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Agreeing to Disagree with Conditional Probability Systems

Elias Tsakas


In this note, we extend Aumann’s agreement theorem to a framework where beliefs are modelled by conditional probability systems à la Battigalli, P., and M. Siniscalchi. 1999. “Hierarchies of Conditional Beliefs and Interactive Epistemology in Dynamic Games.” Journal of Economic Theory 88: 188–230. We prove two independent generalizations of the agreement theorem, one where the agents share some common conditioning event, and one where they may not.

A Proofs

Proof of Proposition 1.

First of all observe that B covers X, since PB is a partition of X. Then, consider an arbitrary collection (αP)PP of positive reals such that PPαP=1. For each AA define


Verifying that p is a probability measure in Δ(X,A) is trivial. Moreover, notice that for every AA and every BB with p(B)>0, it is the case that


with eq. (10) following from (C3) since either ABBP or BP=.

Proof of Theorem 1.

Define TiB:={tiTi:ti(ω)=tifor some ωCK([qa]B[qb]B)supp(p)[B]}, which is by hypothesis nonempty. Since the event [qi]B is measurable with respect to the partition {[ti]|tiTi}, either [ti][qi]B or [ti][qi]B=. Now, for an arbitrary tiTiB, it is necessarily the case that [ti]CK([qi]B)[ti]Ki([qi]B)[ti][qi]B. Hence, for each tiTiB,


The second equality follows from p([B][ti])>0, which is by definition true for all tiTiB. Now, define the set M:=B×TaB×TbB. Hence,


Finally, since p(E|M) does not depend on iI, it is the case that qa=qb.

Proof of Theorem 2.

Step 1. Define Ti:={tiTi:ti(ω)=tifor some ωCK([qa][qb])supp(p)[B]}, which is by hypothesis nonempty. Then, define the set M:=B×Ta×Tb. Then, following Tsakas and Voorneveld (2011), Proof of Lemma, we define Qi as the coarsest partition of B that generates Bi, i.e., formally for every θB, the element of Qi that contains θ is defined by Qi(θ):=BBi:θBB. Thus, we obtain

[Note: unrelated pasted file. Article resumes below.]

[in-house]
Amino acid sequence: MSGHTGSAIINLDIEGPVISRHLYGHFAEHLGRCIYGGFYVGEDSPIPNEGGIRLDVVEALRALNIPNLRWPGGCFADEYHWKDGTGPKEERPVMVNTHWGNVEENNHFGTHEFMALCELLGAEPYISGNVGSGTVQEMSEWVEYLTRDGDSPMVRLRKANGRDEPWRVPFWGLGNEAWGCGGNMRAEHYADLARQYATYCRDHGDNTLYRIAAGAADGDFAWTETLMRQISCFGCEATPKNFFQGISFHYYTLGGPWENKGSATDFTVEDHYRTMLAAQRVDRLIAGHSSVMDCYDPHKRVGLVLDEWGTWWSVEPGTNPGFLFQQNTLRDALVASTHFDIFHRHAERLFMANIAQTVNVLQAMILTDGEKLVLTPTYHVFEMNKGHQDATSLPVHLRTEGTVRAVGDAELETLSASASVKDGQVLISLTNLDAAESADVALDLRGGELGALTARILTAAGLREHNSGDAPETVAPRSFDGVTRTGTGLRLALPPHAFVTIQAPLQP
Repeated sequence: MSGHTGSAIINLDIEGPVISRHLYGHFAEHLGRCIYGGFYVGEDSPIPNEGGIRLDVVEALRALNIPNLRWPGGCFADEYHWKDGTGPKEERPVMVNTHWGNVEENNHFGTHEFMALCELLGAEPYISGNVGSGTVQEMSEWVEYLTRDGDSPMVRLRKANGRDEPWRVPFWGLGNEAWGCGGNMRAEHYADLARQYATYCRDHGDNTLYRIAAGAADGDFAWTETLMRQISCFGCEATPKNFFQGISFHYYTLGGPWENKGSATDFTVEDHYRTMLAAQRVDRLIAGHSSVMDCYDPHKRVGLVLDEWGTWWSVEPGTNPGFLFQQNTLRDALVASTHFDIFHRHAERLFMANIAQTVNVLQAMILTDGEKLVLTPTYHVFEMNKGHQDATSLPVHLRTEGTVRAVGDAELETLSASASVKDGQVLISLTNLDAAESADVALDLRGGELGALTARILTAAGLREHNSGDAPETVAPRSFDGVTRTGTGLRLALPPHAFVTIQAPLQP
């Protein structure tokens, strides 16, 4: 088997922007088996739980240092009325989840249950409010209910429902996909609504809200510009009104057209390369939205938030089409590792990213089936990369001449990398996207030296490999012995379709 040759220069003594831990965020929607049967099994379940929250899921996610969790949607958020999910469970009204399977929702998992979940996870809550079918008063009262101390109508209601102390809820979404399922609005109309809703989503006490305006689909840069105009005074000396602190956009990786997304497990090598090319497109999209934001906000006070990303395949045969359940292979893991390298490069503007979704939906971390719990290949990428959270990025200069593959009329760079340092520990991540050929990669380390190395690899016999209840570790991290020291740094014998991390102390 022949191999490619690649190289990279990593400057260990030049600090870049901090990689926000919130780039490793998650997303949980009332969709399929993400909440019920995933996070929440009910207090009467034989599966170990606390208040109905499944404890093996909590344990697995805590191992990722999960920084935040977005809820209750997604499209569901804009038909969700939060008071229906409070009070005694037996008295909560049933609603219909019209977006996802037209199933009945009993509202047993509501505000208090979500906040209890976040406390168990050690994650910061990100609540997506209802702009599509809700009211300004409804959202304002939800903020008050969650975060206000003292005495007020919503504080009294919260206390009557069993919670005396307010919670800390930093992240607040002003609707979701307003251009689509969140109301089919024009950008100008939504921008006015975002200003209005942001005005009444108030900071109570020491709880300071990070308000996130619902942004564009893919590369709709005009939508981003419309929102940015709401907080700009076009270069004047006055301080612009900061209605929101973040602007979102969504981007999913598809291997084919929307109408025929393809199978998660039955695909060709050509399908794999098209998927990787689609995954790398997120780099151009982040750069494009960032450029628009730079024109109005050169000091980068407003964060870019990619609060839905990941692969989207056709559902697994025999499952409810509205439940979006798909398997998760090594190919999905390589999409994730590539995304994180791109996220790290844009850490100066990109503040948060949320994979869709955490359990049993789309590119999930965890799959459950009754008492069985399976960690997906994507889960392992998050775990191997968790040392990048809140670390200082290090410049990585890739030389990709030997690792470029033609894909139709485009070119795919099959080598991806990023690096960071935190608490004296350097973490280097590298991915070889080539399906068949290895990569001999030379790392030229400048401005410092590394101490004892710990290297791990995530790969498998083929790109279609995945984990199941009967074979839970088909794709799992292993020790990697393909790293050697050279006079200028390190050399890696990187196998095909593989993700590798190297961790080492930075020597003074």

with eq. (11) following from the fact that Bi is balanced. Before moving forward, let us point out that p(Q×Ta×Tb) or p(B×Ta×Tb) might in principle be equal to 0 for some QQi or BBi respectively. In such cases, the conditional probabilities given these null events take arbitrary values.

Step 2. Now, similarly to the proof of Theorem 1, it is the case that [ti][qi] for all tiTi, thus implying πti(E|B)=qi for all BBi and all tiTi.

Step 3. Now take an arbitrary BBi such that p(E|B×Ta×Tb)>0. Then, there exists some tiTi such that p([B][ti])>0, and therefore since p is a common prior, we obtain p(E|B×Ta×Tb)=qi for all BBi with p(E|B×Ta×Tb)>0. Hence, by eq. (12) it follows that


with eq. (13) following again from the fact that Bi is balanced. Indeed, the conditional probability can be seen as an indicator function, with p(B×Ta×Tb|Q×Ta×Tb)=1 if QB and p(B×Ta×Tb|Q×Ta×Tb)=0 otherwise. Finally, notice that p(E|M) does not depend on iI, thus completing the proof.

Proof of Corollary 1.

Recall from Remark 1 that every treelike Bi is also balanced. Moreover, by (T2) it follows that Ba=Bb=Θ for all iI. Hence, CK([qa][qb])supp(p) directly implies CK([qa][qb])supp(p)[B]. Thus, all the conditions of Theorem 2 are satisfied, and therefore qa=qb.


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I am indebted to three anonymous referees and the associate editor for their valuable comments. This note supersedes two previous papers by the same author, titled “Strong belief and agreeing to disagree” and “Hierarchies of conditional beliefs derived from commonly known priors” respectively.

Published Online: 2018-05-04

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